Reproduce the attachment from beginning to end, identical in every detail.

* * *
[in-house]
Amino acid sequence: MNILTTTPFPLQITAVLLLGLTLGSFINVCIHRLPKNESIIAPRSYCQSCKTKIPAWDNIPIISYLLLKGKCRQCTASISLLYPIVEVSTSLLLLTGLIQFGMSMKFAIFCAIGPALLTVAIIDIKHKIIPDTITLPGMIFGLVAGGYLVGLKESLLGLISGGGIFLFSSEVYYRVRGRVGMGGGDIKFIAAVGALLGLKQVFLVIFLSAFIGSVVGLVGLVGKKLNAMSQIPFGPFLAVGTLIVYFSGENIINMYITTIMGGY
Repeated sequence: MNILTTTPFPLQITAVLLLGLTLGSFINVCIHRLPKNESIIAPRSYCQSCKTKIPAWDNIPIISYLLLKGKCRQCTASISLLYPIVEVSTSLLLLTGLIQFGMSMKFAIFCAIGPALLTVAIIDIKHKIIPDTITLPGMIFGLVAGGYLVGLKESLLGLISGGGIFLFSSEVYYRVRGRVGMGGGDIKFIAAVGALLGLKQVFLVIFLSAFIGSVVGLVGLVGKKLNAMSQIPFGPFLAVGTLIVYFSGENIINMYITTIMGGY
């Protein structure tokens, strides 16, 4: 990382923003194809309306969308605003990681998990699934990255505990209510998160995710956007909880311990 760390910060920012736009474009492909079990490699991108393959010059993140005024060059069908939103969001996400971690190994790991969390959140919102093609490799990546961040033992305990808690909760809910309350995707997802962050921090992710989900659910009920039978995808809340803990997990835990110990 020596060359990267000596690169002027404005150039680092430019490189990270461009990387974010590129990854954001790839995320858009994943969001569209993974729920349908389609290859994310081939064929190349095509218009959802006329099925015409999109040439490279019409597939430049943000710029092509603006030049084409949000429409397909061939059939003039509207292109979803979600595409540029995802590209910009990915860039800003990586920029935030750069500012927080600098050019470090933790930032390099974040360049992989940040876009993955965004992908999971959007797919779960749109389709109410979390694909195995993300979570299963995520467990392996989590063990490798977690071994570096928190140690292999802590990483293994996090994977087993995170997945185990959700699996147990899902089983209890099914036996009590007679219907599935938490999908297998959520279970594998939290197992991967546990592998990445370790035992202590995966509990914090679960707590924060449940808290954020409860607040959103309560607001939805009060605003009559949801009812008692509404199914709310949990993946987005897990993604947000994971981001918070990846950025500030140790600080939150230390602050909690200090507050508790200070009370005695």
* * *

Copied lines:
[in-house]
Amino acid sequence: MNILTTTPFPLQITAVLLLGLTLGSFINVCIHRLPKNESIIAPRSYCQSCKTKIPAWDNIPIISYLLLKGKCRQCTASISLLYPIVEVSTSLLLLTGLIQFGMSMKFAIFCAIGPALLTVAIIDIKHKIIPDTITLPGMIFGLVAGGYLVGLKESLLGLISGGGIFLFSSEVYYRVRGRVGMGGGDIKFIAAVGALLGLKQVFLVIFLSAFIGSVVGLVGLVGKKLNAMSQIPFGPFLAVGTLIVYFSGENIINMYITTIMGGY
Repeated sequence: MNILTTTPFPLQITAVLLLGLTLGSFINVCIHRLPKNESIIAPRSYCQSCKTKIPAWDNIPIISYLLLKGKCRQCTASISLLYPIVEVSTSLLLLTGLIQFGMSMKFAIFCAIGPALLTVAIIDIKHKIIPDTITLPGMIFGLVAGGYLVGLKESLLGLISGGGIFLFSSEVYYRVRGRVGMGGGDIKFIAAVGALLGLKQVFLVIFLSAFIGSVVGLVGLVGKKLNAMSQIPFGPFLAVGTLIVYFSGENIINMYITTIMGGY
């Protein structure tokens, strides 16, 4: 990382923003194809309306969308605003990681998990699934990255505990209510998160995710956007909880311990 760390910060920012736009474009492909079990490699991108393959010059993140005024060059069908939103969001996400971690190994790991969390959140919102093609490799990546961040033992305990808690909760809910309350995707997802962050921090992710989900659910009920039978995808809340803990997990835990110990 020596060359990267000596690169002027404005150039680092430019490189990270461009990387974010590129990854954001790839995320858009994943969001569209993974729920349908389609290859994310081939064929190349095509218009959802006329099925015409999109040439490279019409597939430049943000710029092509603006030049084409949000429409397909061939059939003039509207292109979803979600595409540029995802590209910009990915860039800003990586920029935030750069500012927080600098050019470090933790930032390099974040360049992989940040876009993955965004992908999971959007797919779960749109389709109410979390694909195995993300979570299963995520467990392996989590063990490798977690071994570096928190140690292999802590990483293994996090994977087993995170997945185990959700699996147990899902089983209890099914036996009590007679219907599935938490999908297998959520279970594998939290197992991967546990592998990445370790035992202590995966509990914090679960707590924060449940808290954020409860607040959103309560607001939805009060605003009559949801009812008692509404199914709310949990993946987005897990993604947000994971981001918070990846950025500030140790600080939150230390602050909690200090507050508790200070009370005695």